Friday, December 19, 2008

Zimbabwe - aid appeal


Child in cholera clinic - Oxfam

I'm now in Johannesburg, South Africa, helping to publicise Oxfam's appeal to raise £4m to help those affected and suffering from the effects of a cholera epidemic in Zimbabwe.



Oxfam have been working in the country, rehabilitating water sources and distributing hygiene kits. We are now trying to scale up their operation to provide help to more than a million people, in view of the seriousness of the situation.


With hyperinflation, poor harvests and food shortages all taking their toll, it is estimated that there will be over 5.1 million Zimbabweans in need of food aid by January 2009. Some people are so hungry they are eating seeds that should be planted.
Oxfam rehabilitated borehole in Kotwa

Cholera, a water-born disease, continues to rise with the latest figures from the UN showing that it has infected 18,000 people and killed about 800 with many more deaths and infections are believed to have gone unrecorded. Cholera is now affecting nine out of Zimbabwe's ten provinces and is likely to spread further if, as expected, there are more heavy rains in the next month.

http://www.oxfam.org.uk/


Thursday, December 4, 2008

BANGLADESH CLIMATE CHANGE FRONTIER STATE

video

Bangladesh - one of the poorest and most overcrowded countries in the world is also one of the most vulnerable countries to the negative impacts of climate change...here's why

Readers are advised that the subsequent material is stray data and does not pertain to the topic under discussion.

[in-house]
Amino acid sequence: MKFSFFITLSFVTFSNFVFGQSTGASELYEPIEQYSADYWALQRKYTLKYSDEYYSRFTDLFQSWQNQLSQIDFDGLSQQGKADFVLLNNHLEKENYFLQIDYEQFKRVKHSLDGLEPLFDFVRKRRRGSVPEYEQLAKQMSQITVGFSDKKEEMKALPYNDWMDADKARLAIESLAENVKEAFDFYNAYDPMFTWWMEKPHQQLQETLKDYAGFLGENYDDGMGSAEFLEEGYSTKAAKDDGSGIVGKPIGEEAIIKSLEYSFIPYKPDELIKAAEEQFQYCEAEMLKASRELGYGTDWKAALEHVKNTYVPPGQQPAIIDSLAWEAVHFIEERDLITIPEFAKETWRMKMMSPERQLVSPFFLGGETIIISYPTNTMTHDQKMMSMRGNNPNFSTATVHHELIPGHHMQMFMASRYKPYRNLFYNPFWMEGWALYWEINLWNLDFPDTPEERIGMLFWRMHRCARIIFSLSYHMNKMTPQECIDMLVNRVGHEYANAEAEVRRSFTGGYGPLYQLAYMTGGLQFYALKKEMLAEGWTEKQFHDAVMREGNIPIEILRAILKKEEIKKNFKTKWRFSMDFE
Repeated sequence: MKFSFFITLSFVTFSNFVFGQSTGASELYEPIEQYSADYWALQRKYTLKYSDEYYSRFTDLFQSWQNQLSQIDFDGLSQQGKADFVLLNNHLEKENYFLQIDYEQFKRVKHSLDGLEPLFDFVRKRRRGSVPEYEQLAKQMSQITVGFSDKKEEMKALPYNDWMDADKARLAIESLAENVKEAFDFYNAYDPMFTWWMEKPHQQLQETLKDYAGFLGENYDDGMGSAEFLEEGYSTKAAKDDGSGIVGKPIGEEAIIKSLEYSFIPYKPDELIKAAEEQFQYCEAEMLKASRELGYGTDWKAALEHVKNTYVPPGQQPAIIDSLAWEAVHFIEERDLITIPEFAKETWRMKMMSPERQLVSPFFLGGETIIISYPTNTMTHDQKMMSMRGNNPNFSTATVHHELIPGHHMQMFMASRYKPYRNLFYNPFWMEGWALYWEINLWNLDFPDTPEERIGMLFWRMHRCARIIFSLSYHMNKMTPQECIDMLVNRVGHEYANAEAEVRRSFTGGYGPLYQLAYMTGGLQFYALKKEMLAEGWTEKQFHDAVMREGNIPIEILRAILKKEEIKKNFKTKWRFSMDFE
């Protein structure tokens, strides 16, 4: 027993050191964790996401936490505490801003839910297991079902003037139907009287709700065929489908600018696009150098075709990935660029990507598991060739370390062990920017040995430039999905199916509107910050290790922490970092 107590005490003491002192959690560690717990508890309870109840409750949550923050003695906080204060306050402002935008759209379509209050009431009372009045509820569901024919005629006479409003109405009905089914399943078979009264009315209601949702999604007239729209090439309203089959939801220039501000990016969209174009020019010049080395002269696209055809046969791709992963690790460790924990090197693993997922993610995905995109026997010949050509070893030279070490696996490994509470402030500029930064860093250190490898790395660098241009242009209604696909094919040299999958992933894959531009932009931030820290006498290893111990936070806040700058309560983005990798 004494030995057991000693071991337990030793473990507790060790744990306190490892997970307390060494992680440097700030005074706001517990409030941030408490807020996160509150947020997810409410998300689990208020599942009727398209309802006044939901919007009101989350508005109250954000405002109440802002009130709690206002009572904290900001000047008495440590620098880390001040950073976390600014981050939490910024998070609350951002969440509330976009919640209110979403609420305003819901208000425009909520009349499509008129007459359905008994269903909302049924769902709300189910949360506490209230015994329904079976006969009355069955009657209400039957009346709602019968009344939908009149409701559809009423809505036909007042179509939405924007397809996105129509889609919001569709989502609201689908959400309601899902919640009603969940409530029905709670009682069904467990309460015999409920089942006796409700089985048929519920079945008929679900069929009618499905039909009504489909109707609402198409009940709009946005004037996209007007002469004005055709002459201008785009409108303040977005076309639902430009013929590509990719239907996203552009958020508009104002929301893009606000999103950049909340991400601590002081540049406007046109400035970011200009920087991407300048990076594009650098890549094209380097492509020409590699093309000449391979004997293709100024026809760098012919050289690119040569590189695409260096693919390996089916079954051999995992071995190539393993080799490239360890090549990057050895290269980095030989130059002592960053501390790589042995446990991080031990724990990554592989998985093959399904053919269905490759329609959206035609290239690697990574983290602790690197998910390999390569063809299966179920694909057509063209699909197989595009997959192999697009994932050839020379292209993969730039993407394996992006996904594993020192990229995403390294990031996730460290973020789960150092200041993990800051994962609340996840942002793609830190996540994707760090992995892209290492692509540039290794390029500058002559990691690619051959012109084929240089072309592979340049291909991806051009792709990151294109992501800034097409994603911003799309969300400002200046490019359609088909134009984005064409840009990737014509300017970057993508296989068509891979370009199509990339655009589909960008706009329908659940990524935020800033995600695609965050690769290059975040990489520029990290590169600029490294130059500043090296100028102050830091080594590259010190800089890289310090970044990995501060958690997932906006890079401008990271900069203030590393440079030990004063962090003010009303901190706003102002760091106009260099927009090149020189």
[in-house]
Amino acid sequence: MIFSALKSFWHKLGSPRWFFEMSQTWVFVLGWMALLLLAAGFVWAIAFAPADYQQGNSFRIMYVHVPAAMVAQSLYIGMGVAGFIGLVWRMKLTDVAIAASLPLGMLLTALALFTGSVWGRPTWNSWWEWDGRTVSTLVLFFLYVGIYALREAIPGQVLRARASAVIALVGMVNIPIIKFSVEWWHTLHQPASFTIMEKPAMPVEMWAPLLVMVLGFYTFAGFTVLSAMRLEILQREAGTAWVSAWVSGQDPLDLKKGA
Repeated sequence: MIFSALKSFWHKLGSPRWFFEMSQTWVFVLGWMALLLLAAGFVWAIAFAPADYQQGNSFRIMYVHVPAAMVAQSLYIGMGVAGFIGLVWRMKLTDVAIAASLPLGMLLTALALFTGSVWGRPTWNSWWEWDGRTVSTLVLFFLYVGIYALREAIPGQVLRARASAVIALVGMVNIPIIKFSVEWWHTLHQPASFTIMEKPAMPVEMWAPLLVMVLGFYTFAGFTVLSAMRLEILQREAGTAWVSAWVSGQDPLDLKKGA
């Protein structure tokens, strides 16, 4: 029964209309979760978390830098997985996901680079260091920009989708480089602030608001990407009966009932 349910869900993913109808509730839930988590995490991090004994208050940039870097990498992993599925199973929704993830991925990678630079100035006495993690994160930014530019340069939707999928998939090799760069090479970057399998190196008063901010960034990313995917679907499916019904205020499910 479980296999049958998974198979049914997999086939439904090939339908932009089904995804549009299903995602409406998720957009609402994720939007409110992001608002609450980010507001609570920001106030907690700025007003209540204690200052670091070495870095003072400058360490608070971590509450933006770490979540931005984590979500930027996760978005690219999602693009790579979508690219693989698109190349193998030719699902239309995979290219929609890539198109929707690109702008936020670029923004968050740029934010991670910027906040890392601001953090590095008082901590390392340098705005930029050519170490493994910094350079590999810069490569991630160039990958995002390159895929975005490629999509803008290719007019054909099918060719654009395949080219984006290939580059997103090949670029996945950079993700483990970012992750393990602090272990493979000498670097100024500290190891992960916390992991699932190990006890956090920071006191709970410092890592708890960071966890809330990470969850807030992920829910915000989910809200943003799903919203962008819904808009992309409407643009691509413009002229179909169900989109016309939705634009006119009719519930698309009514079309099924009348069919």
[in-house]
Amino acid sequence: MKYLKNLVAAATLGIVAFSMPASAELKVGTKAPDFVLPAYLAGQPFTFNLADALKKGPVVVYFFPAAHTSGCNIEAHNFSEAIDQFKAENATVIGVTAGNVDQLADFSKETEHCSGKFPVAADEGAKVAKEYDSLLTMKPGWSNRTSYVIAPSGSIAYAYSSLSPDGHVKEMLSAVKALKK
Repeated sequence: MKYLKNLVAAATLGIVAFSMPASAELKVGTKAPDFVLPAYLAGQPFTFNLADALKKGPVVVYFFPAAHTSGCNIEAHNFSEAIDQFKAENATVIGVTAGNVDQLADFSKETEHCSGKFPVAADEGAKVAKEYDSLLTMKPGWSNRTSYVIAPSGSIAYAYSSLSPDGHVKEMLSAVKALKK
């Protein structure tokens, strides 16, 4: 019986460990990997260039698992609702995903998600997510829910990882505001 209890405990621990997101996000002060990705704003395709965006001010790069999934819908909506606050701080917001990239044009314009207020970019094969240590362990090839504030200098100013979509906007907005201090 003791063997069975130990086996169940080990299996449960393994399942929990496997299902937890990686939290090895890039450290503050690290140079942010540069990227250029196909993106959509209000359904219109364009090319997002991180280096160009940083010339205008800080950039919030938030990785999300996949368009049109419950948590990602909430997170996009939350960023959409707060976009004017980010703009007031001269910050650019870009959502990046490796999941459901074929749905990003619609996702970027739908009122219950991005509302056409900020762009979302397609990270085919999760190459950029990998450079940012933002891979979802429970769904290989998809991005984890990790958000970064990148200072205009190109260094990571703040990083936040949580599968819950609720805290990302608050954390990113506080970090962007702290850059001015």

Tuesday, December 2, 2008

Rangamati, Chittagong Hill Tracts, climate protest


Indigenous (or adivashi) communities were among people from Bangladeshs isolated south-eastern Chittagong Hill Tract Area taking part in a mass meeting to voice their concerns about climate change and the impact its having on their native forest lands.

Nearly 1,000 people, mainly indigenous groups, took part in the activity, which included local cultural performances.

Some carried banners calling for indusrialised nations to open their borders so that poor and vulnerable communities adversely affected by climatic changes and forced to move from their lands or climate refugees could find alternative and safer locations for their families.

Others held banners calling on the worlds richest countries to drastically cut their greenhouse gas emissions and compensate poor nations like Bangladesh. They urged financial help to allow communities to protect themselves from the negative impacts caused by rising sea levels, including unpredictable weather patterns and flash flooding.

Marginalised indigenous villagers in the Chittagong Hill Tract areas say weather patterns have become unpredictable and flash flooding has increased in recent years, causing land erosion and damaging their crops livelihoods.

People are already worried about climate change. It affects their livelihoods, said Arun Kanti Chakma, executive director of the Assistance for the Livelihood of the Origins (ALO), one of the event organizers.